The U.S. Environmental Protection Agency's new rule will take effect early next year and adds teeth to existing state law, which already bans ships from dumping runoff from their showers or sinks, oil or other hazardous substances.
Regional EPA Administrator Jared Blumenfeld said cruise ships and other vessels dump 20 million gallons of sewage off California's coast each year, which ends up fouling beaches and bays.
Some cruise ships can hold 6,000 passengers, so a lot of sewage can be dumped from just one vessel. The refuse ends up being jettisoned into the sea, and if close enough to shore can affect water quality at beaches, leading to closures.
Michael Crye, executive vice president of Cruise Lines International Association, said its members already follow discharge regulations exceeding the new standards. The group represents 25 companies, including Carnival and Disney Cruise Lines.
"Our vessels have been following industry wide practices and California state law. They don't discharge within three miles of the California coast, and have been following that for a number of years," Crye said.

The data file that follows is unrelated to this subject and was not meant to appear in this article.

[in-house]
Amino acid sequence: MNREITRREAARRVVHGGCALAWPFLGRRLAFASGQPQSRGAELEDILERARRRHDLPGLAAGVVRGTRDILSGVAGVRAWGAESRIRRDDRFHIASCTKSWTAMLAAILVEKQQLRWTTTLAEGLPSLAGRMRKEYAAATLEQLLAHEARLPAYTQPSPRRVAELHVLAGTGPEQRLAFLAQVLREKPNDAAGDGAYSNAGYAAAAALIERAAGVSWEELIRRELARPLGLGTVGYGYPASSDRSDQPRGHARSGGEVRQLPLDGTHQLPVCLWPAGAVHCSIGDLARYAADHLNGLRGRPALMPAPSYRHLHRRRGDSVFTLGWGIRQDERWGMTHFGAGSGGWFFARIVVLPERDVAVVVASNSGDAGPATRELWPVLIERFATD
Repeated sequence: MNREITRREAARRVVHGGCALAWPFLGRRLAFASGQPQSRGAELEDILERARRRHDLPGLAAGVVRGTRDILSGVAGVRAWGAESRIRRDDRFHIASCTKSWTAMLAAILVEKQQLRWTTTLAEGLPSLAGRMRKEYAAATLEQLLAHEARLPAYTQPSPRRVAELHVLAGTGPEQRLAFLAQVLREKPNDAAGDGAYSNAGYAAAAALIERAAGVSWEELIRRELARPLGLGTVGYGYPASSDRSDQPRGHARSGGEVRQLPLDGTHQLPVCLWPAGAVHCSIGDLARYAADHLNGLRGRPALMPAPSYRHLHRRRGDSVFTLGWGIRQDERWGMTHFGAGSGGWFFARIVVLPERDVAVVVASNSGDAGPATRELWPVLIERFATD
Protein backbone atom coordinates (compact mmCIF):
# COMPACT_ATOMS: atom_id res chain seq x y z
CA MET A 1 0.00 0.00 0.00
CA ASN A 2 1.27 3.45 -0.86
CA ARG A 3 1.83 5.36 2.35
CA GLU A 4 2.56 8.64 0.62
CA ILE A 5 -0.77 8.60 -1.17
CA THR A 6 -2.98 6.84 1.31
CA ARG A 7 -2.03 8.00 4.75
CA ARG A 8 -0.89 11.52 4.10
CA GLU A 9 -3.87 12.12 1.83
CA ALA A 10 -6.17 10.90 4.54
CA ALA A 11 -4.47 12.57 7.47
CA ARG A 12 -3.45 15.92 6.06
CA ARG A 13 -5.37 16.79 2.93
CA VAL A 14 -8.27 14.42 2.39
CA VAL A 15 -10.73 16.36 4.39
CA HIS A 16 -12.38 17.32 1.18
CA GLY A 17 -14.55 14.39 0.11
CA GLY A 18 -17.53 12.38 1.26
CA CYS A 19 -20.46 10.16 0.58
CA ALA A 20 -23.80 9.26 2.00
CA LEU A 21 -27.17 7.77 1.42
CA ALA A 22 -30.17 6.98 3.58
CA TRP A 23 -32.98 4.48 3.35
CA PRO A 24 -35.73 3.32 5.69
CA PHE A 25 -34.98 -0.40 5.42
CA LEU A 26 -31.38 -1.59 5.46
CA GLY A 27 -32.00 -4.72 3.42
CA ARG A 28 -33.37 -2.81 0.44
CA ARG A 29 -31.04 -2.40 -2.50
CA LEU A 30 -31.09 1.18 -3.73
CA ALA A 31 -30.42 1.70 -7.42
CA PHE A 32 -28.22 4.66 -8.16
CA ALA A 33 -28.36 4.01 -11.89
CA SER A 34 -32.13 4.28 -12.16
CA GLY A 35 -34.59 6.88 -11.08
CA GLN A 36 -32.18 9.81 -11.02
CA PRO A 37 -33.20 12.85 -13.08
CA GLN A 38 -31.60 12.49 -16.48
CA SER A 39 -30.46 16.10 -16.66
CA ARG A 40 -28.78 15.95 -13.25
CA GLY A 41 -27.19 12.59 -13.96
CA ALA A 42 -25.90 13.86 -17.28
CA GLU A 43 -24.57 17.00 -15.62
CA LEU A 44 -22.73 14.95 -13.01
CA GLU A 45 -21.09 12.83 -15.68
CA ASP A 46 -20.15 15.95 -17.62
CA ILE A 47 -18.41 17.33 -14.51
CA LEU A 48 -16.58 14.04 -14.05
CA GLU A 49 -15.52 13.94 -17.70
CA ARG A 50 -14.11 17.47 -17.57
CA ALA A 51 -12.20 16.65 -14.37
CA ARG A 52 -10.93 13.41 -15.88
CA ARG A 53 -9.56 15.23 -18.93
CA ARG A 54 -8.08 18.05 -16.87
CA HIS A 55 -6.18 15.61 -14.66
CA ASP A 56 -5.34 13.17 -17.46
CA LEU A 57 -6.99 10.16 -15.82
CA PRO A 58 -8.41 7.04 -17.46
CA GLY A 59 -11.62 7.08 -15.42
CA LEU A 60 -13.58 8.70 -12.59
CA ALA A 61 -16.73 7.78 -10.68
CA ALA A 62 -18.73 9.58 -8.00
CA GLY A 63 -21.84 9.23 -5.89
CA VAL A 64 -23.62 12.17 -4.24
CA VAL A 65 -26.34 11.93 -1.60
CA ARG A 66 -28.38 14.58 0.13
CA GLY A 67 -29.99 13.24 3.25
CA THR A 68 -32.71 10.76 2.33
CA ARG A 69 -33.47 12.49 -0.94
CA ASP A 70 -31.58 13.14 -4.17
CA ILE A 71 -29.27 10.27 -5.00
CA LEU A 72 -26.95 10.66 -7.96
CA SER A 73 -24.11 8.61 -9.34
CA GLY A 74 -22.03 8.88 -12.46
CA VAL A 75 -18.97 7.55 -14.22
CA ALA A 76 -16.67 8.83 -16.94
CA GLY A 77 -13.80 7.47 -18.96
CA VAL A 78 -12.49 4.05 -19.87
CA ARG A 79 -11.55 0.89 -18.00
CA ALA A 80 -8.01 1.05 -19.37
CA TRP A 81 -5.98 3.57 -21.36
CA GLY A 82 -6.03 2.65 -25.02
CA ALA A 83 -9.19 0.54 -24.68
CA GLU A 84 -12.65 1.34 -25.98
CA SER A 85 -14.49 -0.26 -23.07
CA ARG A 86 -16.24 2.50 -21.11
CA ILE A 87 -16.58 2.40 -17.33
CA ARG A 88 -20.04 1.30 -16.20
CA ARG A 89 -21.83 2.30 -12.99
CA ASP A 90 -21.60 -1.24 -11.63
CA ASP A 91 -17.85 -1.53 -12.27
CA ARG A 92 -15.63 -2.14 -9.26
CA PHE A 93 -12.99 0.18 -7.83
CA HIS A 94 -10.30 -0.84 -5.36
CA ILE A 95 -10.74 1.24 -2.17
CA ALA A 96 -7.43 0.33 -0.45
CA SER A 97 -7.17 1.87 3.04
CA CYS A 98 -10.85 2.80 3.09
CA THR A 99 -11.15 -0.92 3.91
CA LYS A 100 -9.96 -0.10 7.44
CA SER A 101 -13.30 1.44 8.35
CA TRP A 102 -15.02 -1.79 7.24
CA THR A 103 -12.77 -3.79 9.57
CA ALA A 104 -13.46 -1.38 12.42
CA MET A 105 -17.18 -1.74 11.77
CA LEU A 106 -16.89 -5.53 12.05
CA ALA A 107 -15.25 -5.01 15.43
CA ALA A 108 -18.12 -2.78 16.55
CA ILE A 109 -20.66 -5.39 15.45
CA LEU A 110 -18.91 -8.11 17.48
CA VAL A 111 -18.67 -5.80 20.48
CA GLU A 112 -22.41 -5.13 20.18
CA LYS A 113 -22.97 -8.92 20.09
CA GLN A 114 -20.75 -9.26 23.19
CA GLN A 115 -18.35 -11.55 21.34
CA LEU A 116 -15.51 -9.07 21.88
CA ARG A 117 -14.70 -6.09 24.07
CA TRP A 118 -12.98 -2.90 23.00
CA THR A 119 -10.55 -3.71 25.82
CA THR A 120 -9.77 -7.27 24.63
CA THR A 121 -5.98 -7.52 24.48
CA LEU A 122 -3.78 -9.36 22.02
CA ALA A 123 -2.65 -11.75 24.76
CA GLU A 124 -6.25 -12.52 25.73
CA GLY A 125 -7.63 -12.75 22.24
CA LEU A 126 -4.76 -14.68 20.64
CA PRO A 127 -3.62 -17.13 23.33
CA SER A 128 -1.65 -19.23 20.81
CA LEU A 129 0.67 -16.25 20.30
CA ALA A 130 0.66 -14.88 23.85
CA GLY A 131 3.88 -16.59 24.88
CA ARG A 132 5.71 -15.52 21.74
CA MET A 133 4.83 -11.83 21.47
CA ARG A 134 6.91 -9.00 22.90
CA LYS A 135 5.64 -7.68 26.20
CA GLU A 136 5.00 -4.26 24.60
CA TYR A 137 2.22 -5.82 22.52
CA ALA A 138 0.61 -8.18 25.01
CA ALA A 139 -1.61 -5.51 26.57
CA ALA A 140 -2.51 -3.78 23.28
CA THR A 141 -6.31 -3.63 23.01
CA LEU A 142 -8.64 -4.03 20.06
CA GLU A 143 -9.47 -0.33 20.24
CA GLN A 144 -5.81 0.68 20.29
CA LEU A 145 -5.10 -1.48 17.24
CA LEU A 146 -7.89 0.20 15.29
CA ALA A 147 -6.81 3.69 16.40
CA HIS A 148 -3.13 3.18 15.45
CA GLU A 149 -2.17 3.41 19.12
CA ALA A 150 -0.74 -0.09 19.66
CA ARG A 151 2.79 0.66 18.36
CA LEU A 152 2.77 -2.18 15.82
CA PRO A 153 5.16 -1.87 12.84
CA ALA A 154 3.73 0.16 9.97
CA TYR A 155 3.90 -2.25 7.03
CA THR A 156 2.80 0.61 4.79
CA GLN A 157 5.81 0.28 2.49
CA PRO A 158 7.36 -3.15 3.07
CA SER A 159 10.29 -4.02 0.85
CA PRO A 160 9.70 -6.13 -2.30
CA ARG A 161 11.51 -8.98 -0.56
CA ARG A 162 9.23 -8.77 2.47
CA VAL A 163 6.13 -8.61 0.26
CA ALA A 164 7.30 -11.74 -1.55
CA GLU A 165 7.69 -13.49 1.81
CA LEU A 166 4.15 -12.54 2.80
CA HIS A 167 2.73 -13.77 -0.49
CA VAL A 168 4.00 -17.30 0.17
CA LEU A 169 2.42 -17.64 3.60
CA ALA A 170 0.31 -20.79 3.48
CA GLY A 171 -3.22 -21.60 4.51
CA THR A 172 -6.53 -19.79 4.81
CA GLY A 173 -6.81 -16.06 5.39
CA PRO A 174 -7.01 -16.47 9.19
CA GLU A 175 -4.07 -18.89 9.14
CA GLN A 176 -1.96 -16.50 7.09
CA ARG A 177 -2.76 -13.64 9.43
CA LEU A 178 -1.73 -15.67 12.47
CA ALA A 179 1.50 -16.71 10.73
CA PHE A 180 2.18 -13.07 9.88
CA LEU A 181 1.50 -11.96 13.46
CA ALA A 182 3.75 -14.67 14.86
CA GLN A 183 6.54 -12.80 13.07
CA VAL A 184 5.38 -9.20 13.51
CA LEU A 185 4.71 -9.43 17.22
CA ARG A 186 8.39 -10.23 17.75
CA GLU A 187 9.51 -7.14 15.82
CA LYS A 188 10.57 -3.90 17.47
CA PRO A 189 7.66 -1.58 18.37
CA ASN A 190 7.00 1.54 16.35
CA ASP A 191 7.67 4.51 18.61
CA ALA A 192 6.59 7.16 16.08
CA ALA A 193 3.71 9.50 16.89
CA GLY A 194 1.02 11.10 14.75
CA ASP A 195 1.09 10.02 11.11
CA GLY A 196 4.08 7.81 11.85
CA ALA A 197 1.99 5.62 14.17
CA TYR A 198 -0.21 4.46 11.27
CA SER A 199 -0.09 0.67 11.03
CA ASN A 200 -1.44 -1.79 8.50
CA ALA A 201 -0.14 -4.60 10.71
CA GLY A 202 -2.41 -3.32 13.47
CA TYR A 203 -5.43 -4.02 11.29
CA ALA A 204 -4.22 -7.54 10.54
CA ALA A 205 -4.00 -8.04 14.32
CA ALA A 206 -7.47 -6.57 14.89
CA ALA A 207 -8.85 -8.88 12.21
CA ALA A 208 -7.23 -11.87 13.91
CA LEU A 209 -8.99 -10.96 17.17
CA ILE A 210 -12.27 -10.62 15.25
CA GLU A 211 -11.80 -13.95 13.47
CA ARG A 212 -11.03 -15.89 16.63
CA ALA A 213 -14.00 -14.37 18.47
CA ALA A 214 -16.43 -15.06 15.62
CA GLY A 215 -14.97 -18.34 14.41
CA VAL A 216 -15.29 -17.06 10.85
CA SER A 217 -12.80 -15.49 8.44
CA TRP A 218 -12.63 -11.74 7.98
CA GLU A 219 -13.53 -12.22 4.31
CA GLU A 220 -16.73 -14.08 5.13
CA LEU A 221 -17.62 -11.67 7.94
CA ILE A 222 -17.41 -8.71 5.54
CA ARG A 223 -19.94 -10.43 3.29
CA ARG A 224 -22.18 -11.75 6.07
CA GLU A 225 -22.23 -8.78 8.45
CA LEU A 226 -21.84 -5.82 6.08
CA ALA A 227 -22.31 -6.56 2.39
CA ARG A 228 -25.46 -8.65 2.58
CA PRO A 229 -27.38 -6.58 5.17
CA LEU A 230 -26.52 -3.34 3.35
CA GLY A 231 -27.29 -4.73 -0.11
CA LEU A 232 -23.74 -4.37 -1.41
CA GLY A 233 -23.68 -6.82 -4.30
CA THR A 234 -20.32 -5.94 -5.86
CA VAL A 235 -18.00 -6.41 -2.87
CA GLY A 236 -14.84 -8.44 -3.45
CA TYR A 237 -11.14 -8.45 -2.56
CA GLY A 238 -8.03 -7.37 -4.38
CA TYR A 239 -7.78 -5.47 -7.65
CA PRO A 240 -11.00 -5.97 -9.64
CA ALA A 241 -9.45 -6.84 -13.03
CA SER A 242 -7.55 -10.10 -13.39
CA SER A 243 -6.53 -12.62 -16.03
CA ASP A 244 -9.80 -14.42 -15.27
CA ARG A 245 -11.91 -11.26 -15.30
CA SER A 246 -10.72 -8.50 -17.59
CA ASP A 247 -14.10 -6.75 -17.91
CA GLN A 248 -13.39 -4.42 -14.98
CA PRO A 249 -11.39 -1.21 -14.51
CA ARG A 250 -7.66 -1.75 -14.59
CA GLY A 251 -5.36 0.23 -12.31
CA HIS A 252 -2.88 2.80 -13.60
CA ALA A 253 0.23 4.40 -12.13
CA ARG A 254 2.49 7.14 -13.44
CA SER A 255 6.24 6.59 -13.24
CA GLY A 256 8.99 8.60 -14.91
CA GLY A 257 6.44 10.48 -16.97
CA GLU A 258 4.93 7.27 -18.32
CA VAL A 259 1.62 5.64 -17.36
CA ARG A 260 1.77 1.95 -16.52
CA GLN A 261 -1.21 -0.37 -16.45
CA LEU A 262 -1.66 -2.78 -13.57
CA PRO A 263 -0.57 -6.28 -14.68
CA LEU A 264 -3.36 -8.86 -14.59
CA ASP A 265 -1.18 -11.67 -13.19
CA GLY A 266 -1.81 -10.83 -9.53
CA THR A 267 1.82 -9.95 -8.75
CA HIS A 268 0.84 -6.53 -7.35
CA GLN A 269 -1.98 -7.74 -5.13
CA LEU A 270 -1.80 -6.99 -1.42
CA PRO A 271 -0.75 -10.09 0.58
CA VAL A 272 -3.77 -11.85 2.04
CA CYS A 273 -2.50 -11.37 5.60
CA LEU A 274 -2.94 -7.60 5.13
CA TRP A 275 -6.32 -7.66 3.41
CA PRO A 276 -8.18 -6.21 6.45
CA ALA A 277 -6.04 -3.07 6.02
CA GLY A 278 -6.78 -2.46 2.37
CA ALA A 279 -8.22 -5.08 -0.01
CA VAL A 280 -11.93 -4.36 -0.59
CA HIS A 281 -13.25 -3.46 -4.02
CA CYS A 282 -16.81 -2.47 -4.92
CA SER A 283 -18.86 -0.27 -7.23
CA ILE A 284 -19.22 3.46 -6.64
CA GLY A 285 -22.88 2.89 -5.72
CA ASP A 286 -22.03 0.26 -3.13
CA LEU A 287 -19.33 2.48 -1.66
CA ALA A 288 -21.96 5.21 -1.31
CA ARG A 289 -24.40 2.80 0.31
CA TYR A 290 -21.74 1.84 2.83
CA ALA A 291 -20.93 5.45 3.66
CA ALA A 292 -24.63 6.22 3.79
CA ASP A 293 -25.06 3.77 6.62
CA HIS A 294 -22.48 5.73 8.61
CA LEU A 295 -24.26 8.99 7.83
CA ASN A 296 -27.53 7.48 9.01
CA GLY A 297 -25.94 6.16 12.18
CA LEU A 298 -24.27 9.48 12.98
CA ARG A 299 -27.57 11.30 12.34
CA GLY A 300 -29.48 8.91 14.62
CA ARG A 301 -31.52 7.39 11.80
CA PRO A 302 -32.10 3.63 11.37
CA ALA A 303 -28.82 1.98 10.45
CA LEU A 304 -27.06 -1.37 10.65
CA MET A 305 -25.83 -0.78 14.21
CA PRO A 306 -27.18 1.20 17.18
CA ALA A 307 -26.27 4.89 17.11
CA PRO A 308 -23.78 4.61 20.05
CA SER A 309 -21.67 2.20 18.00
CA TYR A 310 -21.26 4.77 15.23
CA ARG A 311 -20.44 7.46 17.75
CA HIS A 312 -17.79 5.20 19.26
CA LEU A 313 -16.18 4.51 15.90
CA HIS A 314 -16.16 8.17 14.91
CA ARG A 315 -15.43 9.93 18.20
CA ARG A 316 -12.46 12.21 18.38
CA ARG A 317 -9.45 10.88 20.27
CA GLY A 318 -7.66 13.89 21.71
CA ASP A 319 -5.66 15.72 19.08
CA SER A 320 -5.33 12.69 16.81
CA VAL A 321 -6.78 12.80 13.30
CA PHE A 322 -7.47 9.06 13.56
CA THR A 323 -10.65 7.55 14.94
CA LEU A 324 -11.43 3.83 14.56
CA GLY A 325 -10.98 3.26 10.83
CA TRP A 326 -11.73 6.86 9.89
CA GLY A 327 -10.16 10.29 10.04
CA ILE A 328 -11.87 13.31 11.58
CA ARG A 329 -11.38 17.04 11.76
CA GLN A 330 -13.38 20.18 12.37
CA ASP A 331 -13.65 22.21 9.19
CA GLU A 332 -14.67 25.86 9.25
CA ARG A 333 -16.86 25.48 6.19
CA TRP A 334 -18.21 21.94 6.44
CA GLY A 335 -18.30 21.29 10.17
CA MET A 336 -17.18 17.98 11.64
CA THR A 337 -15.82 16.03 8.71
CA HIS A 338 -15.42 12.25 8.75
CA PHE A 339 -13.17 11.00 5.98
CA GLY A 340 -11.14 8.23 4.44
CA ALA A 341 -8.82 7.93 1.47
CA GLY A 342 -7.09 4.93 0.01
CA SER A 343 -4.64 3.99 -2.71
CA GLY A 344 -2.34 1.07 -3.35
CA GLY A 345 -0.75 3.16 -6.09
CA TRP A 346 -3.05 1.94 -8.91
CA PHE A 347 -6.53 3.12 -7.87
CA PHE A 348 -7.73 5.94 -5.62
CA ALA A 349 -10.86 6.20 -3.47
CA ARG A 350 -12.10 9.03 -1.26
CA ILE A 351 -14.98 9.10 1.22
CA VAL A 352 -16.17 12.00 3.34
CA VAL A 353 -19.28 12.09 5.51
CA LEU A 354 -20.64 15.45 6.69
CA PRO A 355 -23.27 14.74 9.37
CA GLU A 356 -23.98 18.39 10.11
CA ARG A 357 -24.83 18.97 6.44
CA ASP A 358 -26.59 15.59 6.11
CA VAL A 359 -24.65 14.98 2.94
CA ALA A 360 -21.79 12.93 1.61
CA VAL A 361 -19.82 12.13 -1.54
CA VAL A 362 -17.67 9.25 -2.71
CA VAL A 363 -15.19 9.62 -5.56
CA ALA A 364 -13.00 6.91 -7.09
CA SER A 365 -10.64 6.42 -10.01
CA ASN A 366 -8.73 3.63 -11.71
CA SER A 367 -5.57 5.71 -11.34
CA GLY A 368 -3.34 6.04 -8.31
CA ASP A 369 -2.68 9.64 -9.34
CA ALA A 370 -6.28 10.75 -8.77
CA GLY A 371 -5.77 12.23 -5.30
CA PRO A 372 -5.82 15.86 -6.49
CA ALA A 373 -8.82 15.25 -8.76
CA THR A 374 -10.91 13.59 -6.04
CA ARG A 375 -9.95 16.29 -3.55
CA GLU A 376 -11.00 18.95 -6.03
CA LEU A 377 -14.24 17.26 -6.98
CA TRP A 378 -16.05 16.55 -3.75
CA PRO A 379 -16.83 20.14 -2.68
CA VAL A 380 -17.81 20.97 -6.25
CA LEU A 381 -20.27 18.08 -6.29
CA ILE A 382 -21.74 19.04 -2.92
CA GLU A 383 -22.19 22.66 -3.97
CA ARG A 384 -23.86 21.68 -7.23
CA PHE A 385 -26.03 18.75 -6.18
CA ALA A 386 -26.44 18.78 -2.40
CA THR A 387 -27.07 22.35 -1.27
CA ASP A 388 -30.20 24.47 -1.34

But the new rule doesn't just target cruise liners. Large container vessels bringing goods into port also would be covered by the regulation, which will apply to all vessels of 300 gross tons or more.
"California is a hub for international trade, with ports in Los Angeles, Long Beach and Oakland. So a lot of sewage ends up in our waters for goods that end up in Chicago and New York," Blumenfeld said.
Even though the state's measure originally included sewage, regulating that discharge falls under the jurisdiction of the federal Clean Water Act, so EPA had to take the lead on controlling it.
The new rule allows the U.S. Coast Guard to cite vessels for violations.
The rule applies to all sewage discharges, treated or not.